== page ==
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Posted at 12:30 PM ET, 12/ 2/2010

LastPass buys Xmarks, rescuing bookmarks-sharing app

By Rob Pegoraro

A popular bookmarks-sharing app no longer faces oblivion: Xmarks was just purchased by LastPass, a Vienna developer of a well-regarded, secure password-saving solution.


The two firms announced the news in a blog post on each of their sites. Neither post gave financial details about the transaction, but LastPass chief executive Joe Siegrist e-mailed that it involved an upfront payment and a commitment to devote a set share of his company's revenue to fund Xmarks for the first year.

As part of the deal, Xmarks has begun selling a $12/year premium service that adds syncing to iPhones and Android devices, among other features.

San Francisco-based Xmarks -- started as Foxmarks in 2006 with backing by software pioneer Mitch Kapor -- had about 2 million users when it announced in late September that it would would have to shut down its service.

A subsequent posting said the firm had considered and rejected the "freemium" strategy it's now adopting. But LastPass has been selling its own $12/year premium service since March of 2009--Siegrist wrote that about 4.5 percent of its 850,000 users subscribe -- and can now market Xmark's upgrade to its users (subscribing to both services will cost $20 a year).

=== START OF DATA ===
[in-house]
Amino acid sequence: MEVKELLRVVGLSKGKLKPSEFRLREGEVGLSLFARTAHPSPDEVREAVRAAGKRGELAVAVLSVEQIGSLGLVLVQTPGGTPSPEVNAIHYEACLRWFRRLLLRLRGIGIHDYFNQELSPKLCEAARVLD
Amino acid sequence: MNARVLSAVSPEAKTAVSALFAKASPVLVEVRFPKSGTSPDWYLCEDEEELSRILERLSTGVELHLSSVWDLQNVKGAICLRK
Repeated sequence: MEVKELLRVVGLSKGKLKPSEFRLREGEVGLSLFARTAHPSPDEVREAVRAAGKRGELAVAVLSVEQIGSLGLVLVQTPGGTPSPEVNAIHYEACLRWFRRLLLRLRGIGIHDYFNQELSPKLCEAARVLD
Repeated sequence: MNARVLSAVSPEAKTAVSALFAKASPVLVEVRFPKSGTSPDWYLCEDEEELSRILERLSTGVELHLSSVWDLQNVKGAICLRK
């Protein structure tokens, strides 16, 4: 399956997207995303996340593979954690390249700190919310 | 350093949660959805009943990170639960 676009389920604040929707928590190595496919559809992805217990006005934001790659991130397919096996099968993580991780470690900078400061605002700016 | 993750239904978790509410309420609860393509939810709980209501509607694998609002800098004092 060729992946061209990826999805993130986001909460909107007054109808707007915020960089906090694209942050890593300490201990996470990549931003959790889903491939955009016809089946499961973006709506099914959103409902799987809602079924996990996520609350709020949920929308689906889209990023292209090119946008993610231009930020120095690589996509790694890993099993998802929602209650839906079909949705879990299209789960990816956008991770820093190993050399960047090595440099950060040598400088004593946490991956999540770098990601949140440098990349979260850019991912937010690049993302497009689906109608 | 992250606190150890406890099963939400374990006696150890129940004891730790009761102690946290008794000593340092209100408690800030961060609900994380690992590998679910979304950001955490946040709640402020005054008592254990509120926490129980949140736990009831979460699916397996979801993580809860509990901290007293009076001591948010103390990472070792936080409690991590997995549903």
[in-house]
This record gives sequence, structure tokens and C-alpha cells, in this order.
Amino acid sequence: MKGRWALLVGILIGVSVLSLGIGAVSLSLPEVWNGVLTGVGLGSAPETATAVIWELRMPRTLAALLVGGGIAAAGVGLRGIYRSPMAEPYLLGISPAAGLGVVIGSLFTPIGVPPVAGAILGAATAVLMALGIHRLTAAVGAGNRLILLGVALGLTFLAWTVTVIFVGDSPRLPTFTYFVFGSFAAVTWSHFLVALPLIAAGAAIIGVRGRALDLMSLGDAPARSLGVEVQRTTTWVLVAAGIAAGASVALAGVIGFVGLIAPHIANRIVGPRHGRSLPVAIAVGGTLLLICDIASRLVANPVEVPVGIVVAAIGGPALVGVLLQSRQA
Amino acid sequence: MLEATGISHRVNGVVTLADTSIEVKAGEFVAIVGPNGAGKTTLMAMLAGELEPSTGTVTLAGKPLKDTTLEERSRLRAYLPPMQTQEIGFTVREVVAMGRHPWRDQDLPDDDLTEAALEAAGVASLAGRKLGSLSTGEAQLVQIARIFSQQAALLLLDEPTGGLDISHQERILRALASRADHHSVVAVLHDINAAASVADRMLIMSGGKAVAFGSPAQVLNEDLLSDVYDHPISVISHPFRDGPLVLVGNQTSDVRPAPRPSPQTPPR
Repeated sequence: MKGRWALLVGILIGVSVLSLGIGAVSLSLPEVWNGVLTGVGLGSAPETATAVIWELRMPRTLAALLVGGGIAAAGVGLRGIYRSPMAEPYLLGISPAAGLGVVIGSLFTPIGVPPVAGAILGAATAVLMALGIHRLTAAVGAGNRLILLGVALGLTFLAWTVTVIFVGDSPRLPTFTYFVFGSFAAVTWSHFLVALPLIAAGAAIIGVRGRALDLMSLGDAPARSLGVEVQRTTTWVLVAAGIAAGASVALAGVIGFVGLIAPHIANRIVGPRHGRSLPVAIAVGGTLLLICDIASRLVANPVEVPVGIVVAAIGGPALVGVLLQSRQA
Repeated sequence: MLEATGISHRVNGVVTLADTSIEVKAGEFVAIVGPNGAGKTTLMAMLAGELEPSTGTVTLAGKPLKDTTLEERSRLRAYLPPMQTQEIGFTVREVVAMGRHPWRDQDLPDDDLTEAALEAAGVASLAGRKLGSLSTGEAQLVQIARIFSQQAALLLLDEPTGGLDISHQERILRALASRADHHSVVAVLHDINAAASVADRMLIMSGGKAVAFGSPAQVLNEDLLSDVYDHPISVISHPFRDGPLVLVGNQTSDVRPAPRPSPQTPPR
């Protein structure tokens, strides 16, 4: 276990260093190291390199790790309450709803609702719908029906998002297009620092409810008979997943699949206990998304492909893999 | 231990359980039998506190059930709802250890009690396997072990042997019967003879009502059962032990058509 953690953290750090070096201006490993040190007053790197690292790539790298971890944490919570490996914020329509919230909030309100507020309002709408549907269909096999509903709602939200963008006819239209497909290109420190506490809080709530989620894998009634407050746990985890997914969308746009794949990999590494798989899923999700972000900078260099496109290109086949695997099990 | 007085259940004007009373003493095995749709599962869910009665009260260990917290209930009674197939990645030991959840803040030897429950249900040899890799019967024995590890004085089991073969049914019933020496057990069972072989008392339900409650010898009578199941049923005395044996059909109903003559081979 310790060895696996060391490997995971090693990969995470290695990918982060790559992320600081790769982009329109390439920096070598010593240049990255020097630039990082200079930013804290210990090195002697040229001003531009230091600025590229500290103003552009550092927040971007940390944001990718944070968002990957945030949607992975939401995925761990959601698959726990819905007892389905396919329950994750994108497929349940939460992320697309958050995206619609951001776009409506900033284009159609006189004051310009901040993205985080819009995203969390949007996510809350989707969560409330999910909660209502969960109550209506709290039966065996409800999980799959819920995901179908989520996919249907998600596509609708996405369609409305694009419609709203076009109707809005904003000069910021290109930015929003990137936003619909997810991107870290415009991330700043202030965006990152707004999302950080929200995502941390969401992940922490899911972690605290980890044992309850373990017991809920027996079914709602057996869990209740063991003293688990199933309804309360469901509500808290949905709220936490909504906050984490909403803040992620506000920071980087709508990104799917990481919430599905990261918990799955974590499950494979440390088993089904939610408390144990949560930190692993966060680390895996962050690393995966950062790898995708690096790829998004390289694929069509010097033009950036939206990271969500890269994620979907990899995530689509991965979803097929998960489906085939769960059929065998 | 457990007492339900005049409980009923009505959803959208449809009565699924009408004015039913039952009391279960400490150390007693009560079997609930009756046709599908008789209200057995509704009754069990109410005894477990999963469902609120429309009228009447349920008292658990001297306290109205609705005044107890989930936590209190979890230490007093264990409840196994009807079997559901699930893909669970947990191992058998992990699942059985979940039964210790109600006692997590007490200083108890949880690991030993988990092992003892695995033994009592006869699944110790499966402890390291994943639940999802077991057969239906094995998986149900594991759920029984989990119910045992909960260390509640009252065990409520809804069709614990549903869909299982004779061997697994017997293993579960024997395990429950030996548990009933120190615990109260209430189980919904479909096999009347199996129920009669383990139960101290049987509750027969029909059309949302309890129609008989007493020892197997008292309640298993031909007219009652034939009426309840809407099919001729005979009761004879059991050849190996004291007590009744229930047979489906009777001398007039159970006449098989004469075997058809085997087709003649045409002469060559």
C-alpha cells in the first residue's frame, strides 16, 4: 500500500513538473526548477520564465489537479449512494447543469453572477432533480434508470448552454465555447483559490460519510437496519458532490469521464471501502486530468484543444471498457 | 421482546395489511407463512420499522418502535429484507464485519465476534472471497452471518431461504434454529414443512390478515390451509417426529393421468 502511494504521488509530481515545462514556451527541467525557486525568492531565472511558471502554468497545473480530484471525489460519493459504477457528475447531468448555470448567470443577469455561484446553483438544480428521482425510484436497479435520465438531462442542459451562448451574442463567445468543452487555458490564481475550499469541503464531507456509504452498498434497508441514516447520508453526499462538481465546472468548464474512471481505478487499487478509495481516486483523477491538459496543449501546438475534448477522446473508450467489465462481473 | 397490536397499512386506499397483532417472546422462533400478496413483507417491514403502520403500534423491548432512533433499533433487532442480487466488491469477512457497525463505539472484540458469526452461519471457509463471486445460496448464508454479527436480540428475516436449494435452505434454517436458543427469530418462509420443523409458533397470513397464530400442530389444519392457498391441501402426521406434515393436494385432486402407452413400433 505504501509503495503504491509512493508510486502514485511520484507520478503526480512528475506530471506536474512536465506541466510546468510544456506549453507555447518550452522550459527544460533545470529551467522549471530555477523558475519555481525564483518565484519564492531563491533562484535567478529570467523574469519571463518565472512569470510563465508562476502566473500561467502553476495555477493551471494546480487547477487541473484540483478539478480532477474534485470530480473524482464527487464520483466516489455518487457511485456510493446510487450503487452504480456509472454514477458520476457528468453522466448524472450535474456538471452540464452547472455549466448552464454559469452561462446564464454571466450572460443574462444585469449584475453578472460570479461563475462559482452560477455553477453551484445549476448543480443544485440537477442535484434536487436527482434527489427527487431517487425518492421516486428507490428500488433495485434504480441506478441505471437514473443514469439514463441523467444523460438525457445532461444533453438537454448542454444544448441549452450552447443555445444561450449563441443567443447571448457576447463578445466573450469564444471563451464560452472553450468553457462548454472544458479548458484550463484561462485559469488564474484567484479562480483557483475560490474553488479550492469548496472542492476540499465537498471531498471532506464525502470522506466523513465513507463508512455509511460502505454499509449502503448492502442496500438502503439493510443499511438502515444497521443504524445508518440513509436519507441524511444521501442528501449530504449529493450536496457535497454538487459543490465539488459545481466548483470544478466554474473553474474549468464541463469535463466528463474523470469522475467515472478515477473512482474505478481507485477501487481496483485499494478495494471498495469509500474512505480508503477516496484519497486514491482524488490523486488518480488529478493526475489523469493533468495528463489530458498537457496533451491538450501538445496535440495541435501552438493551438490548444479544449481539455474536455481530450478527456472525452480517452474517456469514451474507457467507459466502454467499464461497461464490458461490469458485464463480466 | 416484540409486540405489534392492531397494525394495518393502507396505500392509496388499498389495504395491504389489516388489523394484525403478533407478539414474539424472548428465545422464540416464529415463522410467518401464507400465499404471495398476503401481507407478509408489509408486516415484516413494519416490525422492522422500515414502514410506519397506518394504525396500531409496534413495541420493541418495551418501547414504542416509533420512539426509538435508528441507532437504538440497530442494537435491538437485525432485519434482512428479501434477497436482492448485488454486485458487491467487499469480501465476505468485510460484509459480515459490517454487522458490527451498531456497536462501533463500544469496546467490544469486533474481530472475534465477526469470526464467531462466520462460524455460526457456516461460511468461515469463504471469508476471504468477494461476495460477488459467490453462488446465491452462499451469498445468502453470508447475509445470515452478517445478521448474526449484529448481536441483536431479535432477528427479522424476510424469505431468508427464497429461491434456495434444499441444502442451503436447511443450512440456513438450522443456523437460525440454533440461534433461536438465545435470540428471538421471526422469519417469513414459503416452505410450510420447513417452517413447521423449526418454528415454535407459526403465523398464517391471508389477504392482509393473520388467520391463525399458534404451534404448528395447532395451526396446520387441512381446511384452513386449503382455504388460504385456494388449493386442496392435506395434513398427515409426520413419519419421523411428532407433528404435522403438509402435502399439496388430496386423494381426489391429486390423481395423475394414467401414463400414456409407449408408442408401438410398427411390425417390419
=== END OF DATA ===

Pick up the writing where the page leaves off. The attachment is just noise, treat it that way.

A revived Xmarks will continue to face other competitive pressures. The next version of Mozilla Firefox will be able to sync bookmarks and settings; Google's Chrome already does.

Neither of those options will sync bookmarks between different browsers--say, Safari on a Mac at home and Firefox on a PC at work. But many users may not bother with bookmarks at all, instead relying on their browsers' address auto-complete and search functions. Chrome already prioritizes them over bookmarks in its interface, and the upcoming releases of Firefox and Internet Explorer will do the same.

I am not among that contingent, and my browser setup matches the description two paragraphs above. Yet I must admit that I've yet to try out either company's service (even after talking shop with Siegrist at a conference in May). So: How do you like each? And what's your review of their combination?

By Rob Pegoraro  | December 2, 2010; 12:30 PM ET
Categories:  Security, The Web  
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I've used xmarks for years, and I love it, because I am always switching from Firefox o Chrome to Safari (occasionally), on Mac, Windows and Linux, and it's really the best way to keep bookmarks/favorites in sync. And I started using Lastpass last year, replacing 1password, and I truly love that service. In addition to having a stable and convenient password manager that works on Mac, Windows and Linux and on multiple browsers, I have my strong passwords with me on my Android phone and my iPod Touch whenever I need them. (That last part costs me $12 a year; don't tell Lastpass, but I'd pay even more.)